Antietam - Maryland Historic Site
Antietam - Maryland Historic Site

Antietam Battlefield

Where is Antietam?

Near the western village of Sharpsburg, Maryland (south of Hagerstown, MD).

Sharpsburg, Maryland Map

Did you know: Although Union General George McClellan’s army outnumbered Robert E. Lee’s forces 2-to-1, Confederate General A.P. Hill’s army allowed them to fight the Union troops essentially to a stalemate, even though Lee left the field first, giving a victory to the Union forces.

THE BATTLE OF ANTIETAM (SHARPSBURG)

Following the embarrassing Union defeats at Manassas Junction (Bull Run) and Shiloh, troops under the command of General George McClellan were ready for a victory. They got one- kind of. In mid-September 1862, Lincoln gave instructions for Generals McClellan, Ambrose Burnside, Joseph Hooker and other support teams to face off against Generals Thomas “Stonewall” Jackson and “Pete” Longstreet near Antietam Creek, close by the western Maryland village of Sharpsburg.

McClellan was known to be a highly self-assured General, much respected by his men- yet he had not demonstrated his abilities with any substantial victories. He also had a tendency to overestimate the strength of enemy forces. After pursuing Confederate General Robert E. Lee into Maryland, on September 17, 1862 McClellan was confident that his troops could easily thwart the rebels in this important border state adjacent to the nation’s capital. He was wrong. The rebels waged a vicious series of attacks; the local Miller Farm, the Sunken Road and the stone bridge were scenes of extensive bloodshed. Although Lee was actually outnumbered roughly 2-to-1, McClellan sent only 75% of his troops into combat. Fighting was ferocious, producing a total of 23,100 casualties. Local observers remarked that you could walk for hundreds of yards across fields and near the now-famous Dunkard Church and never have your feet touch the ground, the area being so heavily strewn with fallen soldiers.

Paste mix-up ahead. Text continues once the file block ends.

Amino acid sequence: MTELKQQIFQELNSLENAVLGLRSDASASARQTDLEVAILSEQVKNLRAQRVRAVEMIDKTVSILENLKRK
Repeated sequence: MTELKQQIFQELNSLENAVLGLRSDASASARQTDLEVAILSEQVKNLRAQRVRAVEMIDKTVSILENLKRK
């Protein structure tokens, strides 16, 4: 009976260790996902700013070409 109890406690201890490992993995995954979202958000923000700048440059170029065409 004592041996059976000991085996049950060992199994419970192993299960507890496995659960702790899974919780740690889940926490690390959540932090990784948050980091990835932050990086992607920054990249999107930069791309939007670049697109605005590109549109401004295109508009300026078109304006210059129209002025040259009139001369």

Despite their near victory, the rebels retreated, allowing Lee’s Army to regroup and fight another day. Antietam is significant because it was the first major battle on Union soil. Another significant event occurred around this time. President Lincoln formulated his Emancipation Proclamation freeing the slaves within days of the battle, announcing it to his Cabinet and making it public in an official decree a few months later.

Today Antietam is a National Battlefield where you can walk the open fields lined with wooden fences and occasional monuments. There is a visitor center displaying artifacts from the battle along with a film and gift shop. More about Antietam...

Bridge at Antietam Antietam Monuments Antietam Path